The federal government is working with Chinese authorities to get Australians in coronavirus-affected areas home.
It comes as the nation's chief medical officer says it's likely there will be more cases of the coronavirus in Australia, following confirmation of four cases.
Coronavirus has killed 56 people in China and the city of Wuhan, the epicentre of the illness, remains in lockdown.
Professor Brendan Murphy says he will be sending out a message to GPs across the country on how to handle patients who present with symptoms of the deadly illness.
Three men are in hospital in Sydney after flying in from China, while another man in his 50s is being treated in Melbourne.
"There is no cause for general concern," Prof Murphy told reporters in Melbourne on Sunday.
"I would not be surprised if there are some more cases ... it's highly likely that we may see them some more.
"We are incredibly well prepared to isolate and deal with that."
Foreign Minister Marise Payne said the government would look to assist Australians with travel out of China, with several cities in lockdown as authorities try to contain the virus.
"We are seeking advice from the Chinese authorities on these restrictions and whether any options are available to international travellers," Senator Payne said.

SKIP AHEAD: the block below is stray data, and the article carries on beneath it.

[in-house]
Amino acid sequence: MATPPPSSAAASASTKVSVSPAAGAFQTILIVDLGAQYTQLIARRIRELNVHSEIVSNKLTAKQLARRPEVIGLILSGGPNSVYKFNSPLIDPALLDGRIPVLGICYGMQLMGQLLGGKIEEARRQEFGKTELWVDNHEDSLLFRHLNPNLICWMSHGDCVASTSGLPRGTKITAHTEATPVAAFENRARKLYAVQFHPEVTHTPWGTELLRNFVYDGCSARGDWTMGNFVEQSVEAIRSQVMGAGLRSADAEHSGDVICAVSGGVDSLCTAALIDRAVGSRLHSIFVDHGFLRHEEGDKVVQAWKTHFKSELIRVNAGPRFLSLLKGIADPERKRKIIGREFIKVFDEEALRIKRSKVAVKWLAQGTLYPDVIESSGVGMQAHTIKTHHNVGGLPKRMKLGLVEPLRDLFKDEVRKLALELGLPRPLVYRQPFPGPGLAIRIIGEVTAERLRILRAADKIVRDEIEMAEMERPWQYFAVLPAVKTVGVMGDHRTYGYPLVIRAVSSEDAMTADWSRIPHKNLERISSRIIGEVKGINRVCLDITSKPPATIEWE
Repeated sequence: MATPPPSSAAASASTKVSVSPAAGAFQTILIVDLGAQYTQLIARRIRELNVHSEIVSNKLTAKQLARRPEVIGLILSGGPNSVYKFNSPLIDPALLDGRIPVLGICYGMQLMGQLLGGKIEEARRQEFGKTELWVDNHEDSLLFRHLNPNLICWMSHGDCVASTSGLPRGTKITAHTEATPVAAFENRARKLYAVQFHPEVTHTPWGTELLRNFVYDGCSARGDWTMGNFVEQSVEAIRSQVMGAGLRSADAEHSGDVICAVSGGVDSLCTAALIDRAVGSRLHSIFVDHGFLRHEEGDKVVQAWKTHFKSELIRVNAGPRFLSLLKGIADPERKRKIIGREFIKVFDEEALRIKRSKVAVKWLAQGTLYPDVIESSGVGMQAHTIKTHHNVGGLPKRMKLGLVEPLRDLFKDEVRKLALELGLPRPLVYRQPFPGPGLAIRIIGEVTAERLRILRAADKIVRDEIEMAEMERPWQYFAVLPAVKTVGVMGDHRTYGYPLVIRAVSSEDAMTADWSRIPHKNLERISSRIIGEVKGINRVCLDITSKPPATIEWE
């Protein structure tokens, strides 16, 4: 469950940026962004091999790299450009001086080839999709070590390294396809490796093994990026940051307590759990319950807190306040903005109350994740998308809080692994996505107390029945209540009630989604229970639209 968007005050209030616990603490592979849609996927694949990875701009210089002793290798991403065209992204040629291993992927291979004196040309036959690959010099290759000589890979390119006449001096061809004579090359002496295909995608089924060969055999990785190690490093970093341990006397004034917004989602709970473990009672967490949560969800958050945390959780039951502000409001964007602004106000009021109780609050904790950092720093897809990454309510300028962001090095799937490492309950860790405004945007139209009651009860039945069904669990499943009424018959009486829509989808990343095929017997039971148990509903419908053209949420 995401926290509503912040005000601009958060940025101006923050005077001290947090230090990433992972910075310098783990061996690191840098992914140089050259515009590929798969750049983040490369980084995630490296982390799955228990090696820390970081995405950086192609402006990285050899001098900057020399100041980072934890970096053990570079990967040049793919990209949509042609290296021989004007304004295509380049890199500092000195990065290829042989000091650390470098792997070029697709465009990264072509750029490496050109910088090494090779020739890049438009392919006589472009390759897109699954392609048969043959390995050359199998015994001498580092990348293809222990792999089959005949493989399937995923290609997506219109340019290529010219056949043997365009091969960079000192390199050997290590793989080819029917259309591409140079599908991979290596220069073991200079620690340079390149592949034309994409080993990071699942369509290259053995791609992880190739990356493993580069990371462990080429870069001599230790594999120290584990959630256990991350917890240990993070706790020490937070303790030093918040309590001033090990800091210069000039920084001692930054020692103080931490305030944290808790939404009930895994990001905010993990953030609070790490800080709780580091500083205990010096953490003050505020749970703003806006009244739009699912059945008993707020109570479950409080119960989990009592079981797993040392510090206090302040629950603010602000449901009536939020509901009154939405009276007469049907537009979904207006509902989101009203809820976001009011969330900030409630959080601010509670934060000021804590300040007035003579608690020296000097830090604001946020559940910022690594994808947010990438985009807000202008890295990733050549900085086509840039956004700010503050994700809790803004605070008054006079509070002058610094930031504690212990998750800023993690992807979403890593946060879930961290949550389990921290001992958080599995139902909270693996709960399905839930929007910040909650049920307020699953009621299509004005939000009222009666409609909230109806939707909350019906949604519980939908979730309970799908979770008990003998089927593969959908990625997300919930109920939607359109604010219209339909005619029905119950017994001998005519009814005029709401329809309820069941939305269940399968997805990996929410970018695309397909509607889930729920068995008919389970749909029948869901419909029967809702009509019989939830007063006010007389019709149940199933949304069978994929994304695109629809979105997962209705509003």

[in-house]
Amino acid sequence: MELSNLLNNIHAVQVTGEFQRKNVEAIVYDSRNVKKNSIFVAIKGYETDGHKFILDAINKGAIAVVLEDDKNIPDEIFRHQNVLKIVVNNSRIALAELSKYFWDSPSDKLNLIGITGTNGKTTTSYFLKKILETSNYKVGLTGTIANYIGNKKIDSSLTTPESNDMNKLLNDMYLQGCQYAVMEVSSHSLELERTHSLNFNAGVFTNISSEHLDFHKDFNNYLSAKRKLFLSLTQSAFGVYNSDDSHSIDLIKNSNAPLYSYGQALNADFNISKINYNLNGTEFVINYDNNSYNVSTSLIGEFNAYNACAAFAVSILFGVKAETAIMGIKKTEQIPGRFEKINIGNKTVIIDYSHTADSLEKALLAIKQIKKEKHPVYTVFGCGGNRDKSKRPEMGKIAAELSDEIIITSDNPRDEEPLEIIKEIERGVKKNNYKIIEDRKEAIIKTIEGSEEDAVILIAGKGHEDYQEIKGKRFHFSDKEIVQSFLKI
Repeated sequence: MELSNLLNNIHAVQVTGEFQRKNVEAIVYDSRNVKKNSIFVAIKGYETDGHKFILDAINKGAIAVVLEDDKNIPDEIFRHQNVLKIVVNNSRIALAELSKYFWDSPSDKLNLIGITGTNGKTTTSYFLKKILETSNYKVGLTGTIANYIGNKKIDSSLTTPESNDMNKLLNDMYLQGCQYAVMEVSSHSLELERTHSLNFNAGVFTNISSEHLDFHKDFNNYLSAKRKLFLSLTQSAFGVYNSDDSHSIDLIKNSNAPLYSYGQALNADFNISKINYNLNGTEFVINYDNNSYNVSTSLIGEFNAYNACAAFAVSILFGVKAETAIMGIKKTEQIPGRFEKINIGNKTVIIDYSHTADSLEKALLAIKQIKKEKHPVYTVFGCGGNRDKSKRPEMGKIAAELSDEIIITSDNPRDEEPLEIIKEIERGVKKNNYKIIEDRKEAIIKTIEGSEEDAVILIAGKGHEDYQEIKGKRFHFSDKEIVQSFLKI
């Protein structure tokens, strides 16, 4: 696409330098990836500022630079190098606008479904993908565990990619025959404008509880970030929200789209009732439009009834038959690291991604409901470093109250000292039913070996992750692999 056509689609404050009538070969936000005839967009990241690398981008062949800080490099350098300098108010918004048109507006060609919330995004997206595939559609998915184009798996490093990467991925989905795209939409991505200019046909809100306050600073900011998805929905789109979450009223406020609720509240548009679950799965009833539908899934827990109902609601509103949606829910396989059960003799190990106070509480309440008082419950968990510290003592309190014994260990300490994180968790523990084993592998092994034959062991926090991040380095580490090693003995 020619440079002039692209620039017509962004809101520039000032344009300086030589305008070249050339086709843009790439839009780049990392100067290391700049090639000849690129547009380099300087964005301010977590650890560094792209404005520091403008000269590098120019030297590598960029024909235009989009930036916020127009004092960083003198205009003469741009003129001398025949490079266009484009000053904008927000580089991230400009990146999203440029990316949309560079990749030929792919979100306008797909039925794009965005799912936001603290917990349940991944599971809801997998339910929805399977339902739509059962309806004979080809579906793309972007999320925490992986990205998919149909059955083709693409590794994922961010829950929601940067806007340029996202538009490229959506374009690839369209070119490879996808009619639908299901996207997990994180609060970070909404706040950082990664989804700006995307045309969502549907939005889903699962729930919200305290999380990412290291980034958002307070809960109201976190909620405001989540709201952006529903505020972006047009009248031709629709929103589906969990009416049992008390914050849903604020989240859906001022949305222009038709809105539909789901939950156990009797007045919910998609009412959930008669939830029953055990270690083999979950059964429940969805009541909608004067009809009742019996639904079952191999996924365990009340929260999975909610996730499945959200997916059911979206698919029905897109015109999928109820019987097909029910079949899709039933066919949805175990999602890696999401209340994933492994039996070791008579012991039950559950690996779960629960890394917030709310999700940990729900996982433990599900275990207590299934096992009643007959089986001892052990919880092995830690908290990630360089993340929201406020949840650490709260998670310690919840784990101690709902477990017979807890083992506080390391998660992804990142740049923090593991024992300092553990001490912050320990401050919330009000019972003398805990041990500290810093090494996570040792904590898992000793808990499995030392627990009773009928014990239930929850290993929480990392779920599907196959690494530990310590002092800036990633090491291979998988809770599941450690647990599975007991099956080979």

"Our embassy in Beijing and our consulate in Shanghai are also working with international partners and the Chinese government to determine what support can be given to Australians on the ground."
Two of the men hospitalised in Sydney flew directly from Wuhan, a 53-year-old on January 20 and a 43-year-old two days prior. The third man, aged 35, arrived from the southern city of Shenzhen on January 6.
A fourth, also aged in his 50s, was Australia's first confirmed case of the virus after he touched down in Melbourne from Guangzhou on January 19.
Only the 53-year-old man is thought to have been contagious while travelling to Australia. He flew to Sydney on China Eastern flight MU749, and authorities are obtaining details of other passengers on that flight.
Meanwhile, passengers on China Southern Airlines flight CZ321 from Guangzhou to Melbourne on January 19 are also being contacted as a precaution.
Chinese authorities are scrambling to stop the spread of the deadly illness, restricting transport in the Hubei province including its capital Wuhan.
Coronavirus has been confirmed in other countries including Thailand, Japan, South Korea, Singapore, France, Malaysia and the United States.
Experts are still learning about the virus and Prof Murphy says it's important people arriving from Wuhan, as well as those in close contact with them, look out for symptoms of fever, cough, sore throat, vomiting and difficulty breathing.
Australians are being told not to travel to Wuhan or Hubei province.
Australian Associated Press